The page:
“He exemplifies what it means to be a fighter” 

Volleyball associate head coach Burdette Greeny continues to coach through cancer diagnosis 



WSU volleyball associate head coach Burdette Greeny celebrates after sweeping Utah, Nov. 18.

BRANDON WILLMAN, Editor-in-chief

Burdette Greeny, WSU volleyball associate head coach announced earlier this season that he was diagnosed with cancer. Even through his diagnosis and the treatment inherent with it, he has been with the team in every practice and match since.

Burdette works as the lead recruiting director and as an associate head coach for the team, but most importantly, he is leading by example on what it means to be a fighter.

Coaching is not the first time he has been at WSU, as he was a member of the baseball team for one season in 1997 before being drafted to the MLB.

“When I committed to play baseball 27 years ago for Washington State, one of the things I fell in love with was the fighting spirit that exemplified being a Coug,” he said in a video on WSU volleyball’s twitter. “I will fight this, I will never give in. It’s what Cougs do. It’s what I will do.”

That fighting spirit is seen by the players and it motivated them to finish the season strong for Burdette. He is also grateful for the ability to continue to coach, regardless of his health condition.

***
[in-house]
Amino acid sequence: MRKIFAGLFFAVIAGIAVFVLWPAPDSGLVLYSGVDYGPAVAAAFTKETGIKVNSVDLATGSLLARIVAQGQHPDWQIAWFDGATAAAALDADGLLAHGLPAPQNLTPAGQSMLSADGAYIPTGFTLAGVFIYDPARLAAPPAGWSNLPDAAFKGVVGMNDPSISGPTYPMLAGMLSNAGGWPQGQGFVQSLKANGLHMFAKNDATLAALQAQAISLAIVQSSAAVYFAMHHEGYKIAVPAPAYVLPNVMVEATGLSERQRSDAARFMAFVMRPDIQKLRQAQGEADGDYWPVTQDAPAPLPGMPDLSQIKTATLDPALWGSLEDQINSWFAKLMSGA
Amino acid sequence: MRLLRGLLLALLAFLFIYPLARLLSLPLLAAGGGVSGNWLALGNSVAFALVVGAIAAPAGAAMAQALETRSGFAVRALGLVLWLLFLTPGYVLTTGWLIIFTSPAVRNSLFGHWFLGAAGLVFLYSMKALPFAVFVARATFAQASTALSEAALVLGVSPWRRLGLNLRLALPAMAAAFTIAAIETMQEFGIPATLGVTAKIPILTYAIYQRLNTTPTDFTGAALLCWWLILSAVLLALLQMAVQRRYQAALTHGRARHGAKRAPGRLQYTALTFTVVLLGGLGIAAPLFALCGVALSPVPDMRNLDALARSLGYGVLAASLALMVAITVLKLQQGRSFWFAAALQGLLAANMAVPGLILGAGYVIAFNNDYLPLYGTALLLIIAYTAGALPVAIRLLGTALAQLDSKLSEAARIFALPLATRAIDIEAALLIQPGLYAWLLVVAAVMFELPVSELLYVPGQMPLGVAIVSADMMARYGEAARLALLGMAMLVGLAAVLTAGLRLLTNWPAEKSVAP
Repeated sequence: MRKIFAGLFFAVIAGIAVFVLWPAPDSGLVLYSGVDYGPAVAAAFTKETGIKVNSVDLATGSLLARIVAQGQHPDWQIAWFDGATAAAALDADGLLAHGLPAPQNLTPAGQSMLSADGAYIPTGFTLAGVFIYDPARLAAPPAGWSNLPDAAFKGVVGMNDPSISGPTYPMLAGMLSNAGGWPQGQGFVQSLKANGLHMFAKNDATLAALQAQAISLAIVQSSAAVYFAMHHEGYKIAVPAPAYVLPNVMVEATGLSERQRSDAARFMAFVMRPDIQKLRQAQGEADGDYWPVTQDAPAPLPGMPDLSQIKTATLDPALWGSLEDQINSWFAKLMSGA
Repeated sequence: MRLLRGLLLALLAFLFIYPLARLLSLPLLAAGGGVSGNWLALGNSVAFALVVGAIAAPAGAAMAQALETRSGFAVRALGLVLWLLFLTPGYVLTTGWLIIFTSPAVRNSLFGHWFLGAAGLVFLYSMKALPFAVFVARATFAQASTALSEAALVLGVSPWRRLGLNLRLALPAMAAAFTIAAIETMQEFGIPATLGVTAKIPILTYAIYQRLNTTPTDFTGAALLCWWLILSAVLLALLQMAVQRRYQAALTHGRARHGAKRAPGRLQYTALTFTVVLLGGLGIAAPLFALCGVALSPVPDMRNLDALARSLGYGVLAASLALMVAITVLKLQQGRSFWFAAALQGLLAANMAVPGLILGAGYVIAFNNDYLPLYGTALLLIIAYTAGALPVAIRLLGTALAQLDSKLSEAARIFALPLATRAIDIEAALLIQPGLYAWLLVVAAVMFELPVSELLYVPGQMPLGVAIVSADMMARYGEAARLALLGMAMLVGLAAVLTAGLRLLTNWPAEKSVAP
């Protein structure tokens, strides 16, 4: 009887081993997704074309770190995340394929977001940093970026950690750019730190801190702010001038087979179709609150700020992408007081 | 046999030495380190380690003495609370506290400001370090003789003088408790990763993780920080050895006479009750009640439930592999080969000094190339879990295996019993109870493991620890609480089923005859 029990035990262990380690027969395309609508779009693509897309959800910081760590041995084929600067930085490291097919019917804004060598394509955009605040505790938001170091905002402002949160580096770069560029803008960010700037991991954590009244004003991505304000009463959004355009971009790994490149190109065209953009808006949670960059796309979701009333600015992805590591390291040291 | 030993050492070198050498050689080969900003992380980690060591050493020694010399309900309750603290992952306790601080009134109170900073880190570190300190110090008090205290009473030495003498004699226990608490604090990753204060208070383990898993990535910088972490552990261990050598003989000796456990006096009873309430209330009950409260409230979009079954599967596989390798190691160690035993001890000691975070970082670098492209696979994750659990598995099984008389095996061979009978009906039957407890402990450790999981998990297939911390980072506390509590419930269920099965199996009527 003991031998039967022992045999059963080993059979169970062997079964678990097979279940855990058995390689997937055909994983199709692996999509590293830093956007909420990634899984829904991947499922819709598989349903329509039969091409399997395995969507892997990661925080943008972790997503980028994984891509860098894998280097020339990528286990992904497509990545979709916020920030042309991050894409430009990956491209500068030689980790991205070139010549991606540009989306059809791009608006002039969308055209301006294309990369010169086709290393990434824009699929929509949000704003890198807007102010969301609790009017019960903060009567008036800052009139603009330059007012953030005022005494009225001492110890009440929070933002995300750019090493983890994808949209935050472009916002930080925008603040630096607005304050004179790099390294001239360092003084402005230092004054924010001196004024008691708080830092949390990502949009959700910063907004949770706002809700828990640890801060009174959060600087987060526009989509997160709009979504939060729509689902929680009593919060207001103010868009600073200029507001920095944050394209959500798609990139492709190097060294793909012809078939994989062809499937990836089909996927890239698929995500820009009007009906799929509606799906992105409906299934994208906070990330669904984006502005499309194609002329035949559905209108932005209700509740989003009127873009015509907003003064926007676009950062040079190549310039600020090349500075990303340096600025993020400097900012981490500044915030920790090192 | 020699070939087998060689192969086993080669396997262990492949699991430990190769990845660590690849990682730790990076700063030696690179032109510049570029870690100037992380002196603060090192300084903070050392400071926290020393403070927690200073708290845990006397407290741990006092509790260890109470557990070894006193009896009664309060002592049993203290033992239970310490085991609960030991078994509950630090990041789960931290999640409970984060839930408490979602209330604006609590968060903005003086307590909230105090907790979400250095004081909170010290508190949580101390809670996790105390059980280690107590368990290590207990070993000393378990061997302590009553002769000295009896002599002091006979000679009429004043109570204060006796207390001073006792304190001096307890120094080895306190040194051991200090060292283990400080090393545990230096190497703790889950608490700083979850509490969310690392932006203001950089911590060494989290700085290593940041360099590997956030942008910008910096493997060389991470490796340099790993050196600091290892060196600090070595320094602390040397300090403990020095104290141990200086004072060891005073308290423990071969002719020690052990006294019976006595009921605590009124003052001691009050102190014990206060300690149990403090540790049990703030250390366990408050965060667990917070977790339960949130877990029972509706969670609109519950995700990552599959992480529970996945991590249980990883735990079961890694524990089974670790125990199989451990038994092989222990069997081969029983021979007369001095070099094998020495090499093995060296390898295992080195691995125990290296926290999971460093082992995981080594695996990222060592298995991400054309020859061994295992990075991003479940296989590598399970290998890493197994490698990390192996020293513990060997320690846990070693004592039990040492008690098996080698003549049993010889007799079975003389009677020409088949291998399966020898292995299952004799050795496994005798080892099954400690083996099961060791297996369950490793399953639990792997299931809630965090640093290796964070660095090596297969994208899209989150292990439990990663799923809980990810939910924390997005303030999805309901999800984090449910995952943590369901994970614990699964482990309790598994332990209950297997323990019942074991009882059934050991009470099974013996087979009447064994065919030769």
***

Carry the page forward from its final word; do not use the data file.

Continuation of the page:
“I’m thankful that we have this team; I’m thankful that we are in season and a distraction going on. I choose to live and throw myself into this,” Burdette said.

When Burdette announced through the volleyball Twitter account about his diagnosis, several players posted about their support of their coach.

In the weeks since several players have continued to show their support for their coach and explained how having their coach there for them has been nothing but beneficial to team chemistry and motivation to end the season strong.

“Obviously, seeing him during practice, it’s nice to see him continuing to show up and be there. It shows how much he really cares and loves this program. He teaches us how to be fighters,” Argentina Ung said.

Nearly every player shared the sentiment that Burdette is a fighter.

“He shows up every day fighting. He exemplifies what it means to be a fighter and show up daily,” Karly Basham said.

His hard work has rubbed off on his team, who made a seventh consecutive NCAA tournament, playing for him.

“It is super cool to watch him continue to work. He does his best to bring himself up every day. He is inspiring and we all really love him,” Katy Ryan said.

His players’ comments and actions have not gone unnoticed by the coach, as he has expressed extreme gratitude for the support and love they have shown throughout the season.

“They have been unbelievable. When you have a bunch of young women that have the heart to take of you,” Burdette said. “It just is hard to explain how great it is.”

The sentiment he shared earlier this season still follows the team into the postseason. That sentiment was that the team as a whole has faced challenges and have fought back with resilience, the same thing that Burdette is implementing in his own personal battle.